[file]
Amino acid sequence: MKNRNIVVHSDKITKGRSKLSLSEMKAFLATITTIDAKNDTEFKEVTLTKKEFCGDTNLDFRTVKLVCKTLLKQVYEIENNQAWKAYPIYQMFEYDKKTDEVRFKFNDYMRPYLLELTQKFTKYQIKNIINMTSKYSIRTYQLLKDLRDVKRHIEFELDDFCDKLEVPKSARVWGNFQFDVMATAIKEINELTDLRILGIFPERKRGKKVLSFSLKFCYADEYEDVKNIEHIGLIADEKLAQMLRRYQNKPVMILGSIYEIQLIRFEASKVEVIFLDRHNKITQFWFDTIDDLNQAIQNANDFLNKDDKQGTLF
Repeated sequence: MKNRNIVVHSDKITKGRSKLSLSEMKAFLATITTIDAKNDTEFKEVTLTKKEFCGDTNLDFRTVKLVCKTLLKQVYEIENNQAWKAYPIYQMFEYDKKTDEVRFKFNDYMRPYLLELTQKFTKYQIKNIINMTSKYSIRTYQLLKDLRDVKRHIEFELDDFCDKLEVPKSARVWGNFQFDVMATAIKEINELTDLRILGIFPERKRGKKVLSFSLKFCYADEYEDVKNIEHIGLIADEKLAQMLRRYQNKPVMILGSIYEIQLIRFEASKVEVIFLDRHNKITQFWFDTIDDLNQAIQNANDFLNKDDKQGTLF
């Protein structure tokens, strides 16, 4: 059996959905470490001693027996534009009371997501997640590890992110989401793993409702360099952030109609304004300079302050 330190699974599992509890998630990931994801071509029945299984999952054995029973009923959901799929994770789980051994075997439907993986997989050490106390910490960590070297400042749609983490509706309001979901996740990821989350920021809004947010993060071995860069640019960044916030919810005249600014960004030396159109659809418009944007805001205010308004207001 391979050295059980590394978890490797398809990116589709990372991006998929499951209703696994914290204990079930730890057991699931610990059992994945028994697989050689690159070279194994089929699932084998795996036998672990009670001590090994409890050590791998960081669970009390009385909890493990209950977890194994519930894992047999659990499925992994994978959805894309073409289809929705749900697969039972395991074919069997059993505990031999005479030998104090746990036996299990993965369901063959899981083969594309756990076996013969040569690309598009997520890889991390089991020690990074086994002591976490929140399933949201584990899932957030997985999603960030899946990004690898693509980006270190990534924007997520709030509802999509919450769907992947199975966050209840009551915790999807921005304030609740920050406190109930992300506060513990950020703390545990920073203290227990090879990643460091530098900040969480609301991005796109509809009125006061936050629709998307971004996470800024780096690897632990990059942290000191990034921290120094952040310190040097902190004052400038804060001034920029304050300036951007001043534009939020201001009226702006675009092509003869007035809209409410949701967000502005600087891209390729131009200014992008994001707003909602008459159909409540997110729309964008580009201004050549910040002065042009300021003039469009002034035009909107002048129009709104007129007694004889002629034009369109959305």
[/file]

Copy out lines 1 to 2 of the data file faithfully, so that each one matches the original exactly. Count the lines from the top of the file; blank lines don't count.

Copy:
Amino acid sequence: MKNRNIVVHSDKITKGRSKLSLSEMKAFLATITTIDAKNDTEFKEVTLTKKEFCGDTNLDFRTVKLVCKTLLKQVYEIENNQAWKAYPIYQMFEYDKKTDEVRFKFNDYMRPYLLELTQKFTKYQIKNIINMTSKYSIRTYQLLKDLRDVKRHIEFELDDFCDKLEVPKSARVWGNFQFDVMATAIKEINELTDLRILGIFPERKRGKKVLSFSLKFCYADEYEDVKNIEHIGLIADEKLAQMLRRYQNKPVMILGSIYEIQLIRFEASKVEVIFLDRHNKITQFWFDTIDDLNQAIQNANDFLNKDDKQGTLF
Repeated sequence: MKNRNIVVHSDKITKGRSKLSLSEMKAFLATITTIDAKNDTEFKEVTLTKKEFCGDTNLDFRTVKLVCKTLLKQVYEIENNQAWKAYPIYQMFEYDKKTDEVRFKFNDYMRPYLLELTQKFTKYQIKNIINMTSKYSIRTYQLLKDLRDVKRHIEFELDDFCDKLEVPKSARVWGNFQFDVMATAIKEINELTDLRILGIFPERKRGKKVLSFSLKFCYADEYEDVKNIEHIGLIADEKLAQMLRRYQNKPVMILGSIYEIQLIRFEASKVEVIFLDRHNKITQFWFDTIDDLNQAIQNANDFLNKDDKQGTLF